275972 Surfactant Adsorption and Dispersion On Multi-Walled Carbon Nanotubes

Tuesday, October 30, 2012
Hall B (Convention Center )
Wipawan Mattavakul1 and Boonyarach Kitiyanan1,2, (1)The Petroleum and Petrochemical College, Chulalongkorn University, Bangkok, Thailand, (2)Center of Excellence on Petrochemical and Materials Technology, Bangkok, Thailand

The discovery of carbon nanotubes (CNTs) has inspired many researchers to innovate advanced materials for new applications since CNTs exhibit outstanding mechanical, electrical, and thermal characteristics. However, CNTs usually agglomerate due to strong van der Waals force, surface area, and hydrophobic interactions; these entanglements are able to cause many defects in composite materials. On the other hand, CNTs suspension is a significant factor to improve the properties of the original medium. To disperse CNTs, a number of methods are suggested. Some are based on covalent modification of the tubes, which inevitably leads to undesired deterioration of the CNT properties. Alternatively, non-covalent modification through amphiphilic self-assembly can be used to stabilize the dispersion of CNTs in aqueous solution, by the electrostatic repulsion or steric hindrance of the micelles formed around them, without changing their chemical and electrical property. While, surfactants are employed in CNT dispersions, surfactant molecules work by adsorption at the sold-liquid interface and self-accumulation into supramolecular structures. Therefore, the CNTs structures are maintained after the modification. The purpose of this work was to relate the adsorption behaviour of surfactants on multi-walled carbon nanotubes (MWCNTs) and MWCNTs dispersion. In this study, sodium dodecyl benzenesulfonate (SDBS), cetylpyridinium chloride (CPC) and polyoxyethylene octyl phenyl ether (OP(EO)10) were used as anionic, cationic and non-ionic surfactants, respectively. The adsorbed amount of surfactants on MWCNTs showed an order of SDBS > OP(EO)10 > CPC.  Moreover, the dispersion of MWCNTs at different concentrations was strongly affected by the charge of surfactant and alkyl chain length.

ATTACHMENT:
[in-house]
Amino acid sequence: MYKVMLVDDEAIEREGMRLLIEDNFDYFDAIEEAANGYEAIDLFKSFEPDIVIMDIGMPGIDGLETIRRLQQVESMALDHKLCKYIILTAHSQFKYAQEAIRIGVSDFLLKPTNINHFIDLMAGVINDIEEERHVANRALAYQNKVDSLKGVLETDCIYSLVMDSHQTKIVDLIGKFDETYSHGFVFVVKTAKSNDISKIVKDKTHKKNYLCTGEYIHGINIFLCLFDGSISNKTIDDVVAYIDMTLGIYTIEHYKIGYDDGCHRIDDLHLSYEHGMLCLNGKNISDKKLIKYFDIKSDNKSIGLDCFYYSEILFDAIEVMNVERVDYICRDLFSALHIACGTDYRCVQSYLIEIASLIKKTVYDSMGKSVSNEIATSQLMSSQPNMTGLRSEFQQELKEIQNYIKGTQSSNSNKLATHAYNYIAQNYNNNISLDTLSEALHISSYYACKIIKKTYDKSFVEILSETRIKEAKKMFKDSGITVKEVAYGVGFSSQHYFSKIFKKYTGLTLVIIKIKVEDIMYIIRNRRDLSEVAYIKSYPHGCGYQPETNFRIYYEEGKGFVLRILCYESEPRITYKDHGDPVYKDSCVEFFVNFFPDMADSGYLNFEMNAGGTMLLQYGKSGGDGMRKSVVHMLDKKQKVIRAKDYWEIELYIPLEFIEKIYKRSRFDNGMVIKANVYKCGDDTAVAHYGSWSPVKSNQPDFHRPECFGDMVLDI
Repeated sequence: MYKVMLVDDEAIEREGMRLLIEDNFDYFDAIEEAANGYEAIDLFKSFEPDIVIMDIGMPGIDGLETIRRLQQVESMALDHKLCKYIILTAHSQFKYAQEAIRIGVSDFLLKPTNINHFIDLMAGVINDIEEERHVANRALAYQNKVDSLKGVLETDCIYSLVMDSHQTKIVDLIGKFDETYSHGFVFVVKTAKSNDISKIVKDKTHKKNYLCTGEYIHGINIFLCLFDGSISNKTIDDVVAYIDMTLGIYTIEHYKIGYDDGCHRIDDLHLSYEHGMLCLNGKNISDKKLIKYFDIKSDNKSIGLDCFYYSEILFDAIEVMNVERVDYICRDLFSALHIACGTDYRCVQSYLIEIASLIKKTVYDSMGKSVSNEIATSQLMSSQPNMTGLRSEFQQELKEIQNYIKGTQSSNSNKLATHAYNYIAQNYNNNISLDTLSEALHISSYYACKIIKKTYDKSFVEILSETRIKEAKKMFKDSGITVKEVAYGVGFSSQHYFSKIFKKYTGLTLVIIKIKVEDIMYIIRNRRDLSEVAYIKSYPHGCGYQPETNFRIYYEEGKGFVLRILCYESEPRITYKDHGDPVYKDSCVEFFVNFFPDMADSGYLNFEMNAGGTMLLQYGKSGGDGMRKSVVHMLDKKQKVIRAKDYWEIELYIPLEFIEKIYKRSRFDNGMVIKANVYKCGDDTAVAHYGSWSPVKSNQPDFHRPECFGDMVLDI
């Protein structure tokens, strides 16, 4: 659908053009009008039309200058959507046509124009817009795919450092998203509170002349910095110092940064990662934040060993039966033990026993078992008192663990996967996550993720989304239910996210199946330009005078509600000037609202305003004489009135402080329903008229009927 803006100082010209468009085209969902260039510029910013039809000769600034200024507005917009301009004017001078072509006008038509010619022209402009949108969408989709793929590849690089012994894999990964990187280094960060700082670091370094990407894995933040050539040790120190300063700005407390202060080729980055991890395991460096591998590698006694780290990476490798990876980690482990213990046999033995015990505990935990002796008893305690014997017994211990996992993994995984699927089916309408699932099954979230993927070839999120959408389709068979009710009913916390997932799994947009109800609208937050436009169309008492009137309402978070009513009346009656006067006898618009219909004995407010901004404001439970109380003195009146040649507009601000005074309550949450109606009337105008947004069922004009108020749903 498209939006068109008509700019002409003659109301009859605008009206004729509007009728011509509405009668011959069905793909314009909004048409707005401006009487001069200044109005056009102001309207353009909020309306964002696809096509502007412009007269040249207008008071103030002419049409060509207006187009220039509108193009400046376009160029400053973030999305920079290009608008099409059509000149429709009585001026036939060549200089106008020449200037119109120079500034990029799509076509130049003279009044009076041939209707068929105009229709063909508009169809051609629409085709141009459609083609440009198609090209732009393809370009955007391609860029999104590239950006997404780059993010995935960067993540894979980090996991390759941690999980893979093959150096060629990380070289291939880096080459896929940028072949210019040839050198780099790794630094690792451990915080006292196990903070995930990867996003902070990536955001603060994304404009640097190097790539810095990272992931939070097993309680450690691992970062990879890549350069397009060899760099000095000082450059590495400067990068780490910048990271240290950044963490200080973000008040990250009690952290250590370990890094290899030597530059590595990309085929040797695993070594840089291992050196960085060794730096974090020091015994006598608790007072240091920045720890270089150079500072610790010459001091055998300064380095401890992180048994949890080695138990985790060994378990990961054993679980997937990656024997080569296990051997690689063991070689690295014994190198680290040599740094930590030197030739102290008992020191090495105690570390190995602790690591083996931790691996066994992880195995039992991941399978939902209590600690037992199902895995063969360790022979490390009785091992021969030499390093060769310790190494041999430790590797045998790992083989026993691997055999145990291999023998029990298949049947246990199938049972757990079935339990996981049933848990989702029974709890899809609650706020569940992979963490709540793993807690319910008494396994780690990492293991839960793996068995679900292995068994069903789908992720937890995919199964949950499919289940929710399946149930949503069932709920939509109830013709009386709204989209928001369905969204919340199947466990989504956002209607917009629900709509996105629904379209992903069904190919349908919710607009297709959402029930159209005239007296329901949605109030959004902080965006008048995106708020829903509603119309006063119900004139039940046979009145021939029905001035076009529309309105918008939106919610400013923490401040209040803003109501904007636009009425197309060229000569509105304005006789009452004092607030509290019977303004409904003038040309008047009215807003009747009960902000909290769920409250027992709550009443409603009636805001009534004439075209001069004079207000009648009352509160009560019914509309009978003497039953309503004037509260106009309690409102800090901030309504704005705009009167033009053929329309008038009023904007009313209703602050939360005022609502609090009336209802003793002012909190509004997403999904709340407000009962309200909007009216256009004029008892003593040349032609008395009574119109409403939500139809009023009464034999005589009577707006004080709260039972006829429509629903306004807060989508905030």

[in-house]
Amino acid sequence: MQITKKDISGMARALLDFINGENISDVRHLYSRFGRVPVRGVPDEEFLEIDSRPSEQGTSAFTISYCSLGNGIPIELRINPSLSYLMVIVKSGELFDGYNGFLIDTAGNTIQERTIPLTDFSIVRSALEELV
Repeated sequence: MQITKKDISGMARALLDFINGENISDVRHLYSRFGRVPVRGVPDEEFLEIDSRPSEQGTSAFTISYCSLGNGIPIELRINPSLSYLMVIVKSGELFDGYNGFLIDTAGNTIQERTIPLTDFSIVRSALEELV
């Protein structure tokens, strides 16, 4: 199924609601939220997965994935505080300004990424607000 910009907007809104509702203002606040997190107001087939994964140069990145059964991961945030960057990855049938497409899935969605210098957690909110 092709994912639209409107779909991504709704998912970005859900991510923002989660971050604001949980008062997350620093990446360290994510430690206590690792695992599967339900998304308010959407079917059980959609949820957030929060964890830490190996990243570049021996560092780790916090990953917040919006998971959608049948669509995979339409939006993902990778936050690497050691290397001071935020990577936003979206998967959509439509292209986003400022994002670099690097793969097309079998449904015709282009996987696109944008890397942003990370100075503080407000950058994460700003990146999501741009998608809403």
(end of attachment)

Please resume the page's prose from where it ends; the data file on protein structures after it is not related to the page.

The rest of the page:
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See more of this Session: Poster Session: Nanoscale Science and Engineering
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